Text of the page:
Jonah: A Fairytale?

Some time ago, I heard a person say something to the effect of “In Pinocchio, a person is trapped in the belly of a whale, and it is a fairy tale. In the Bible, a person is trapped in the belly of a whale, and it is somehow not a fairy tale.” If you think the most crucial element of the story of Jonah is that someone was literally in the belly of a whale for three days, you have missed the point. The centerpiece of this story is not to communicate a one-dimensional recounting of history - it does not read that way at all. It reads like satire or a parable that demonstrates a more universally important idea.
God (Yahweh) calls Jonah to go to Nineveh (an Assyrian city) and tell them of God’s mercy. Jonah refused, because Jonah (like most of Israel at the time) not only hated Nineveh and thought they were terribly wicked, but also did not want God to forgive his enemies, so Jonah did everything in his power to suppress this. In his attempts to escape, he ends up being swallowed by a “great fish.” A detail that is often not explained is that the Ninevites worshipped a fish-god of the sea named Dagon, and thus a “great fish” would have been sort of icon or image for this Ninevite god. The irony and humor at this point of the story is that, in spite of Jonah’s disdain for the Ninevites and refusal to tell them of God’s mercy, God uses a representative of the Ninevite god as a vehicle to get Jonah to the city.
In the fifth century (probably when Jonah was written), many Jews felt that they could only retain holiness by keeping wholly separate from Gentile culture. Jonah sees God (Yahweh) as a national god strictly of their territory, Jonah exhibits xenophobia, and would rather have God destroy Nineveh rather than show compassion and change them. The main theme of this book is that God’s boundaries do not correspond with those created by religious establishment, and that God overrides these expectations. Jonah’s character illustrates the sort exclusivism and bigotry that pervades the world as we know it. The thesis made is that God is actively calling people to break down barriers of prejudice and intolerance that segregate humanity. This is the subversive challenge of the book of Jonah, and I cannot think of a more important message for the present.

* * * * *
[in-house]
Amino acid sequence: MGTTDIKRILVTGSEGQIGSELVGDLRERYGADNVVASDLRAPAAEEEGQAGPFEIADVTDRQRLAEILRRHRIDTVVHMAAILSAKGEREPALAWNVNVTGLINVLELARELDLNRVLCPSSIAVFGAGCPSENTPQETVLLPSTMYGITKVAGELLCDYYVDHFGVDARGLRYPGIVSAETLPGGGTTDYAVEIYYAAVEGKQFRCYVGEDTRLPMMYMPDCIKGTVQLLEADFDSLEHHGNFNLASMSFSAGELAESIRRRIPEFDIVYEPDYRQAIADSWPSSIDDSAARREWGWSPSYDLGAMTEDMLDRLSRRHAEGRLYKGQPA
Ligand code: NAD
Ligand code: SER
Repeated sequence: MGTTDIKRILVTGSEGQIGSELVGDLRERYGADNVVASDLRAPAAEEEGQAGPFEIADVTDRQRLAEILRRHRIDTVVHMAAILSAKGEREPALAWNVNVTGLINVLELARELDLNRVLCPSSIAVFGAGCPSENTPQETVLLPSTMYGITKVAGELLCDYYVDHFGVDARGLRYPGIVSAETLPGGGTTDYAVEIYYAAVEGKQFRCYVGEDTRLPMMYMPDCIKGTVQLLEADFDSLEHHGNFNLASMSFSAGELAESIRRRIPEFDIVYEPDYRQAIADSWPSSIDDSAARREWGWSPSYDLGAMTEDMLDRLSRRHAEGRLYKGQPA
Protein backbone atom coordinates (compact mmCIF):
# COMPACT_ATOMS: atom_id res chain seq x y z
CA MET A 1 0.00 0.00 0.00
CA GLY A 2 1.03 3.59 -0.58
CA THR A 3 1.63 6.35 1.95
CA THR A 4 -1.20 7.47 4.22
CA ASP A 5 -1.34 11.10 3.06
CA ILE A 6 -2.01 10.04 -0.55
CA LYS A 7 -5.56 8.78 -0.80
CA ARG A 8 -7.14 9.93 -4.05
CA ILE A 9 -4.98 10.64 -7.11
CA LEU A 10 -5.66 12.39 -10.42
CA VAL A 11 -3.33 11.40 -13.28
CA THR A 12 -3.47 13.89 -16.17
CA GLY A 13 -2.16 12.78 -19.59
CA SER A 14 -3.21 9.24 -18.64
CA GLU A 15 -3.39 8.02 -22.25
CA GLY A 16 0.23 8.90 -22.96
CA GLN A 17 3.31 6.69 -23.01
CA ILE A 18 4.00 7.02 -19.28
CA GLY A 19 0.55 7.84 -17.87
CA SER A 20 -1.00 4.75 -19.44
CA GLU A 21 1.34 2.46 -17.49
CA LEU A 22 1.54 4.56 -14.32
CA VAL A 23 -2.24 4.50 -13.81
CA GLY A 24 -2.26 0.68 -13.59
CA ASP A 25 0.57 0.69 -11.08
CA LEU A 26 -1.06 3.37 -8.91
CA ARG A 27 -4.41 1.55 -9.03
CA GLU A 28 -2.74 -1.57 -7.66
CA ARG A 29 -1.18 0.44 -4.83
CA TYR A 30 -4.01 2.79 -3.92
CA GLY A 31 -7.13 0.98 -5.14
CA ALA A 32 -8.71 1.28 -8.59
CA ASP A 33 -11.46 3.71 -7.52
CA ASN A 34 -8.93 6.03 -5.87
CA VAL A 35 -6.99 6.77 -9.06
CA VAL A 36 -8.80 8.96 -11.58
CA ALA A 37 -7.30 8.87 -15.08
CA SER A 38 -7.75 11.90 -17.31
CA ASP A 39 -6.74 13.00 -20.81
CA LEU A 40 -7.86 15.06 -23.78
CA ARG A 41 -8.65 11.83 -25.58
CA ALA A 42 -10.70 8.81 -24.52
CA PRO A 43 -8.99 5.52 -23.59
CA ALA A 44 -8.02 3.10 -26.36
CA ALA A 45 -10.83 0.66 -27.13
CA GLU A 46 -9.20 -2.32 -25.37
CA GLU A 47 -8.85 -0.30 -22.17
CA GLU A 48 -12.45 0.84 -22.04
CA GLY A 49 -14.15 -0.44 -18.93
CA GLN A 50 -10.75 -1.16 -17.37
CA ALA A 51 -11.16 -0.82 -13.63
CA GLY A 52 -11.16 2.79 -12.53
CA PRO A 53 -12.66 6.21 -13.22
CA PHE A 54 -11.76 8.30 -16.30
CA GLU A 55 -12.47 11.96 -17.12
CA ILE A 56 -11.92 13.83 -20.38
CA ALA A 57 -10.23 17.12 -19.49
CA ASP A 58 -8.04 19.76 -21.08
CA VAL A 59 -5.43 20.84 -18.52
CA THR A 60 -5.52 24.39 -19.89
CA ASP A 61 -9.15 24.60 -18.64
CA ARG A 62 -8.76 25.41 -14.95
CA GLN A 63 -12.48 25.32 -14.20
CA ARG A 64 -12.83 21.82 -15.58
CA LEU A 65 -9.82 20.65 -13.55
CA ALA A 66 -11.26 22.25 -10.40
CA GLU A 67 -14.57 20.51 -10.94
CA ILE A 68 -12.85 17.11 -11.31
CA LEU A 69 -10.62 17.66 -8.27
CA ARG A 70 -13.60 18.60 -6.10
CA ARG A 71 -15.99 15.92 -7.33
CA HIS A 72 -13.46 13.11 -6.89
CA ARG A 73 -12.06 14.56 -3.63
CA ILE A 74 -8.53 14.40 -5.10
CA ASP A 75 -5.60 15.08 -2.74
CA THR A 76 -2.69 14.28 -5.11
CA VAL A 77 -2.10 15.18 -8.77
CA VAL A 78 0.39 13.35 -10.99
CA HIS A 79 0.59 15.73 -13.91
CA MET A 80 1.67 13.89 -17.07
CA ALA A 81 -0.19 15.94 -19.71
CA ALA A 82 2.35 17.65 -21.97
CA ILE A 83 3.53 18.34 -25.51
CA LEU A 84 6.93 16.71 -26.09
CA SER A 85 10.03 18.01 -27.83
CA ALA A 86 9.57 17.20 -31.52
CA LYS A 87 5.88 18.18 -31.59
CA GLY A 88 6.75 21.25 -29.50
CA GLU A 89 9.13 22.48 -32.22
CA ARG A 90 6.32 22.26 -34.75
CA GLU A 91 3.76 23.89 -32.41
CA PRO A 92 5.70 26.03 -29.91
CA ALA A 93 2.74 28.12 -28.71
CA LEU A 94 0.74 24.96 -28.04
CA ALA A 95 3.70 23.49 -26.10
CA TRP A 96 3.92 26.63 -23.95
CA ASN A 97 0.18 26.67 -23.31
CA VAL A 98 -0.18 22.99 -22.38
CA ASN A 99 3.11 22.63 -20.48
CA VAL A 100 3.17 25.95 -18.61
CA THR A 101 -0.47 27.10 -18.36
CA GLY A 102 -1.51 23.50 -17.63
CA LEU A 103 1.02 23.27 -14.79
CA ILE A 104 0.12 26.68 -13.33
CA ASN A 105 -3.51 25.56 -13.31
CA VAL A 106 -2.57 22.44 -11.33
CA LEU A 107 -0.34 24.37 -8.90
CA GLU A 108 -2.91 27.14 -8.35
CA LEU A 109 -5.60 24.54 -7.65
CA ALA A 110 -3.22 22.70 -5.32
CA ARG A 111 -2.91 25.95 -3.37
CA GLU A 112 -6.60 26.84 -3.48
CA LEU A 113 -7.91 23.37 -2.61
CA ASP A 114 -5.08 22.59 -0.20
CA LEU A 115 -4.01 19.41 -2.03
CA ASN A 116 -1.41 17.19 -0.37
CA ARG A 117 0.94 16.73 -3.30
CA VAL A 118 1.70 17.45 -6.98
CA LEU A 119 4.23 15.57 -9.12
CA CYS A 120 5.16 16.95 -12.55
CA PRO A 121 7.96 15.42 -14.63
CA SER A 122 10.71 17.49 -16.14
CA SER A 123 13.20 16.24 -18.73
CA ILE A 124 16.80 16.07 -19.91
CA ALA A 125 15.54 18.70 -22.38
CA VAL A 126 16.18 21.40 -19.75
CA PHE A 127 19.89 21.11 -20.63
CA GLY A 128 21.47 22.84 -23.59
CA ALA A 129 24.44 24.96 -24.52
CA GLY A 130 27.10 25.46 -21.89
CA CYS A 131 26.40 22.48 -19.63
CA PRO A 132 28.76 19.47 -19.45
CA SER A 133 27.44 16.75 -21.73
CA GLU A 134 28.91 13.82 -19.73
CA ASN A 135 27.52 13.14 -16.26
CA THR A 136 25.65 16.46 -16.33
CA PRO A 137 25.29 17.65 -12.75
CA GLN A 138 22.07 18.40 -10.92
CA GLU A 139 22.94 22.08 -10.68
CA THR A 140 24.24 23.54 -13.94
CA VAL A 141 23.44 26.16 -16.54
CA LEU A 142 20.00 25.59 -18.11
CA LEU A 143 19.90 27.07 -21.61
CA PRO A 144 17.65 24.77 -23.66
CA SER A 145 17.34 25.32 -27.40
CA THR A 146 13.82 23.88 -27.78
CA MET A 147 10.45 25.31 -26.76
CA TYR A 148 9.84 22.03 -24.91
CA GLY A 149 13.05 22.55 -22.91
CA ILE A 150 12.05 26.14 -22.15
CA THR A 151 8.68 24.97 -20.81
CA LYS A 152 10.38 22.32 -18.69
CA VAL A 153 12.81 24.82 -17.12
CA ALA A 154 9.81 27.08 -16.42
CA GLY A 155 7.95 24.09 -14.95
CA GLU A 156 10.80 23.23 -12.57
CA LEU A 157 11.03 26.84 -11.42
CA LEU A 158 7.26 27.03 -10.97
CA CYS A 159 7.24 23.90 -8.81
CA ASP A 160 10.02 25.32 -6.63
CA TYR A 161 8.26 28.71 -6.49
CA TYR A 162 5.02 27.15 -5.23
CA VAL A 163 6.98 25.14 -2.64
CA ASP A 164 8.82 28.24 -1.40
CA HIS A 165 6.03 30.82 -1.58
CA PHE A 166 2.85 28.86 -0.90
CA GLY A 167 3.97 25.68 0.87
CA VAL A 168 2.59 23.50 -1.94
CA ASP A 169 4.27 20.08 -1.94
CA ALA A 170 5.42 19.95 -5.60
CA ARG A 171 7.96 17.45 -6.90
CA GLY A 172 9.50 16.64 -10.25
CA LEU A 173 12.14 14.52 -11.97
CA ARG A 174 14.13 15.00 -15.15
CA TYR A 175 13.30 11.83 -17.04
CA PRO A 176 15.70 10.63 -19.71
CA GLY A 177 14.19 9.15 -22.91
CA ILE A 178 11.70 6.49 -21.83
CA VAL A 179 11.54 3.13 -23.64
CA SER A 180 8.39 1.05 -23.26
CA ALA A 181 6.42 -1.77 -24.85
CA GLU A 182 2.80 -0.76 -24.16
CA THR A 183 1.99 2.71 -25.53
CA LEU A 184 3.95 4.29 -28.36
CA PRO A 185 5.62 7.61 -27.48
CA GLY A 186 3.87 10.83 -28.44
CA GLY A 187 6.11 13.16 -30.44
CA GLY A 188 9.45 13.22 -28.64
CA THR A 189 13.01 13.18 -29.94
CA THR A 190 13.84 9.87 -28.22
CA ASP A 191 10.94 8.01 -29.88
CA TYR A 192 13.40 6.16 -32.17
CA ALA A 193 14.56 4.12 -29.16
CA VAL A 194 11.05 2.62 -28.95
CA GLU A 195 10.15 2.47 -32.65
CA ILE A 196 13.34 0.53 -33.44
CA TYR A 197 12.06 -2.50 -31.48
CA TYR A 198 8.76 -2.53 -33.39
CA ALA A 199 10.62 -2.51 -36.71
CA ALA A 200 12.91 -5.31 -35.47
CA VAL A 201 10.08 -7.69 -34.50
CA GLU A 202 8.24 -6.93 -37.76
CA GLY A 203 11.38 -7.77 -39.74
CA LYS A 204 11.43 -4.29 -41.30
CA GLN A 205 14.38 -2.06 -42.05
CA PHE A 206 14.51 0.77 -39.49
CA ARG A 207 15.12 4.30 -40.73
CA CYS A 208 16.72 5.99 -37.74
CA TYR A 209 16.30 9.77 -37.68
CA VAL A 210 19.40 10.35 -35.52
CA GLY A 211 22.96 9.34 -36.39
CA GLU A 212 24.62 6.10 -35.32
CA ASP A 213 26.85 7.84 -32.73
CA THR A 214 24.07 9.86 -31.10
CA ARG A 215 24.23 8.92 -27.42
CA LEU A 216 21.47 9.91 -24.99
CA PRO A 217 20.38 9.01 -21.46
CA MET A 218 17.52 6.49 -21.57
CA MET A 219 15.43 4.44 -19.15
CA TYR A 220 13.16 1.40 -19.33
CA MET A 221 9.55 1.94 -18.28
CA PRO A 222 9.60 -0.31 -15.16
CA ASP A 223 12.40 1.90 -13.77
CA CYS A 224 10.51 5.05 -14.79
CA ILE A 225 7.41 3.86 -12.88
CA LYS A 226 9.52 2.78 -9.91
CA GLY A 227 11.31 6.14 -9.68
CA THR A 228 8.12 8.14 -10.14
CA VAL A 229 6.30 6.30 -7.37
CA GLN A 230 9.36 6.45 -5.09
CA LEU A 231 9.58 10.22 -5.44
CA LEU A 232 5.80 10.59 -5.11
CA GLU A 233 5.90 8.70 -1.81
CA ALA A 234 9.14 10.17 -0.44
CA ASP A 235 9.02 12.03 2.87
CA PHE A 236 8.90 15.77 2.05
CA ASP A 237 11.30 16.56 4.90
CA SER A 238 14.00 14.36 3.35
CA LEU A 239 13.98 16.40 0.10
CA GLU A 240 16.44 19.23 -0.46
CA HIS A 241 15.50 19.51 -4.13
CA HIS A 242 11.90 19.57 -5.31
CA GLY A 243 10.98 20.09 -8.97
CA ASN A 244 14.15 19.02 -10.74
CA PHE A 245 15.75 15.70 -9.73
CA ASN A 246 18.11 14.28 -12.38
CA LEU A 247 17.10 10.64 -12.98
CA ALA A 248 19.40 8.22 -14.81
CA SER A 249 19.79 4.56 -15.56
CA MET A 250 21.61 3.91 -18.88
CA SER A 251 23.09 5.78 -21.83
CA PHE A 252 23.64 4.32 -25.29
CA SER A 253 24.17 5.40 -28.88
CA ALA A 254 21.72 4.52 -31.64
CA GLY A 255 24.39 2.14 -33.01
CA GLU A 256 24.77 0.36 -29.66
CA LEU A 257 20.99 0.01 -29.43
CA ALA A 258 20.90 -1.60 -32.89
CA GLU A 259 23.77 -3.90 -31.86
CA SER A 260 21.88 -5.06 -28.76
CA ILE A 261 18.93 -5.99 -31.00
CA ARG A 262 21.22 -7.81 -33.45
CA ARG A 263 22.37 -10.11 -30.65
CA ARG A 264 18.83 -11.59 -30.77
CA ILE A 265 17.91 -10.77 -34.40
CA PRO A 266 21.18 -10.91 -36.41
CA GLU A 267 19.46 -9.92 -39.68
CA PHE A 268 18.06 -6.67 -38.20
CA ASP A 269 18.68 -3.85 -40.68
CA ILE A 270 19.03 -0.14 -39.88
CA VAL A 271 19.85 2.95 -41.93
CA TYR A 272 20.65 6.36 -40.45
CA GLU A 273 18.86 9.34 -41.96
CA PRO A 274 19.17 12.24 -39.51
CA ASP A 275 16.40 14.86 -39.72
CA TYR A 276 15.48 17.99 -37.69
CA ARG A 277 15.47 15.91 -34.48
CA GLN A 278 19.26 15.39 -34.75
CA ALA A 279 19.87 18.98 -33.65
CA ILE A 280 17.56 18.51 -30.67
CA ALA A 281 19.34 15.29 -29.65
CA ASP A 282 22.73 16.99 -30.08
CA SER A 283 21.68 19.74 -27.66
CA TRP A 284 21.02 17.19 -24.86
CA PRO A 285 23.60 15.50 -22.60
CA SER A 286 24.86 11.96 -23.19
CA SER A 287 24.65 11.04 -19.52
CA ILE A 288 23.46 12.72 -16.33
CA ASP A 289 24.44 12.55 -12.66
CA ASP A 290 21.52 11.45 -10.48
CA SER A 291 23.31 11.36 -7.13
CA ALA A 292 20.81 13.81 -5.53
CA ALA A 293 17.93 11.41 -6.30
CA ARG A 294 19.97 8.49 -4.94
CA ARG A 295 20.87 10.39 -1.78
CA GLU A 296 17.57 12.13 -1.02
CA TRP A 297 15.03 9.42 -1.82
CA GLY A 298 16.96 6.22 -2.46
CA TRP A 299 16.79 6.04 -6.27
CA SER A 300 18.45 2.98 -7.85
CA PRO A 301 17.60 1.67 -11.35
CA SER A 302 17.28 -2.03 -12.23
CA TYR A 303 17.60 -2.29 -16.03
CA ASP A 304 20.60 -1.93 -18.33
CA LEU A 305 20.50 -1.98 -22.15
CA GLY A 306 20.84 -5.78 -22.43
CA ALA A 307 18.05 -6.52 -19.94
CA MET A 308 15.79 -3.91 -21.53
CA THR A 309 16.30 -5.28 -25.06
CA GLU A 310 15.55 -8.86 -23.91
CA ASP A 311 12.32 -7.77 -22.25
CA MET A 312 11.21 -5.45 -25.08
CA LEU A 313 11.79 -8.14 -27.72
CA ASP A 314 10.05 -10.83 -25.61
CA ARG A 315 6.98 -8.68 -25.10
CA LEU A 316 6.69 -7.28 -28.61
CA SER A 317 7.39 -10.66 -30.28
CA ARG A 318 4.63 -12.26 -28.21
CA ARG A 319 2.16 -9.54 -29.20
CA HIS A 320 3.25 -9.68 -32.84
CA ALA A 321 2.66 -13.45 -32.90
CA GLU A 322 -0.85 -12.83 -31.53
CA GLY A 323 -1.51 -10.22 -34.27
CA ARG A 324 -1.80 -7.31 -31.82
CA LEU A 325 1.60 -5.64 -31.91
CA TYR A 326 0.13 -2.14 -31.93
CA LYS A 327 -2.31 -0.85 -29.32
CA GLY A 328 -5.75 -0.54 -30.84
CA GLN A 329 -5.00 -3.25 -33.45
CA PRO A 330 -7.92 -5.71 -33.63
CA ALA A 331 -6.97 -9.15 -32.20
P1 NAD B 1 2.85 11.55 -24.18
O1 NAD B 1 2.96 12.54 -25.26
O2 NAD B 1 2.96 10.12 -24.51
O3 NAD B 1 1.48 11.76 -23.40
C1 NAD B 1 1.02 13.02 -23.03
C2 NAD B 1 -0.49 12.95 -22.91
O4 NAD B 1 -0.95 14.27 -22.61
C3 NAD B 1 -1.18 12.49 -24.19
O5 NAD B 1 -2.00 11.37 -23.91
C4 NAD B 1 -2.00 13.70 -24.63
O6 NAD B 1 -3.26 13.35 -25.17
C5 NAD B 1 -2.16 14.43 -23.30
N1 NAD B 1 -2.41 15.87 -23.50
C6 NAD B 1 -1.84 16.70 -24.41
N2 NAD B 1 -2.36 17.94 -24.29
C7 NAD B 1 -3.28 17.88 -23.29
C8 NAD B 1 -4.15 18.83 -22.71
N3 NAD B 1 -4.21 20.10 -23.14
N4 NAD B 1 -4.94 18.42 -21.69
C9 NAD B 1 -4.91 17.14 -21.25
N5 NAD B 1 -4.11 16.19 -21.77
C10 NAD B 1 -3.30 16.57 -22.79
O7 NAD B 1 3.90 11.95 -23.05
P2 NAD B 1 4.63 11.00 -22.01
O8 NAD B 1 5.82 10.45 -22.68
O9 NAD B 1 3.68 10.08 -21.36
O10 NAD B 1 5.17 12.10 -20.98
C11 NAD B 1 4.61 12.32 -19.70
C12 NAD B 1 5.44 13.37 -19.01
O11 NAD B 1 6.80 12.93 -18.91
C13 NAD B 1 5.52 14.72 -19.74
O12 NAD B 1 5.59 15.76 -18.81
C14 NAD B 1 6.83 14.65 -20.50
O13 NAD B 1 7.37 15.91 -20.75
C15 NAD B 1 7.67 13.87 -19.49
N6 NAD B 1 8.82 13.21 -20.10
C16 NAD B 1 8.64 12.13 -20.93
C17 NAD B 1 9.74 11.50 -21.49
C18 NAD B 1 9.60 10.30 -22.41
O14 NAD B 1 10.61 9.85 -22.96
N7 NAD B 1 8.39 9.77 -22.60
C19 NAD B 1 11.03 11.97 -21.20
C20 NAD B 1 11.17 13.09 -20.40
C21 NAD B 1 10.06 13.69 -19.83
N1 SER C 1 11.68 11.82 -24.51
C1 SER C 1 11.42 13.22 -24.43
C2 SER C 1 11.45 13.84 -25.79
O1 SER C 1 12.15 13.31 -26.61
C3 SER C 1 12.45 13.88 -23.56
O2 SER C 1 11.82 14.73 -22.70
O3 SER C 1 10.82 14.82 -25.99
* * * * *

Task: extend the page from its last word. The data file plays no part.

If the book of Jonah is completely non-historical, I do not think that diminishes the value of its content. There is no way to really test the historical veracity of the story, so that should not be of primary concern. Rather, it should be asked what the story means in and of itself. Jesus refers to Jonah at a couple of points (Matthew 12:40, Luke 11:30), but again it does not seem that Jesus was concerned with its historicity; Jesus instead seems to use the story to reinforce his own message, which challenged the religious power structures of his time.
Indeed, the God found in Jesus practices consistent and surprising forgiveness. Forgiveness always frustrates those witness it, because when is forgiveness ever deserved? Yet, forgiveness is perhaps the strongest and most transformative experience a person can have. Few things can generate such deep change as being fully known with all your mistakes and failures and being accepted in spite of them. The message of Jesus (and of Jonah) is that God has such love not only for you, but for your enemies. It is this message that has survived throughout the ages because it is able to tear down dividing walls and bind humanity together, and that is Good News.